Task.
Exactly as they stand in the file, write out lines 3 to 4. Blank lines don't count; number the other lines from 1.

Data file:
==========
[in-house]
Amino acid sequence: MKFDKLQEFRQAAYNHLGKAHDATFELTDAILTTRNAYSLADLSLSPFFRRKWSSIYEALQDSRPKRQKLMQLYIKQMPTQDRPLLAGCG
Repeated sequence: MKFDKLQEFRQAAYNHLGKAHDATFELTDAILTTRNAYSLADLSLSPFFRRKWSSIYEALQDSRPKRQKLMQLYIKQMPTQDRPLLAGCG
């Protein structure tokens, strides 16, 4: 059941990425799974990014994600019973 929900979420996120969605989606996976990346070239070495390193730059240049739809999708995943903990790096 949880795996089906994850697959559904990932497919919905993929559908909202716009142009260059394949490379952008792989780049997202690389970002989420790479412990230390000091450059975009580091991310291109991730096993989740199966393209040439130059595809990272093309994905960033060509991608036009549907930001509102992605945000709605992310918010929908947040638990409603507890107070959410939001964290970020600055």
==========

Repeated sequence: MKFDKLQEFRQAAYNHLGKAHDATFELTDAILTTRNAYSLADLSLSPFFRRKWSSIYEALQDSRPKRQKLMQLYIKQMPTQDRPLLAGCG
């Protein structure tokens, strides 16, 4: 059941990425799974990014994600019973 929900979420996120969605989606996976990346070239070495390193730059240049739809999708995943903990790096 949880795996089906994850697959559904990932497919919905993929559908909202716009142009260059394949490379952008792989780049997202690389970002989420790479412990230390000091450059975009580091991310291109991730096993989740199966393209040439130059595809990272093309994905960033060509991608036009549907930001509102992605945000709605992310918010929908947040638990409603507890107070959410939001964290970020600055």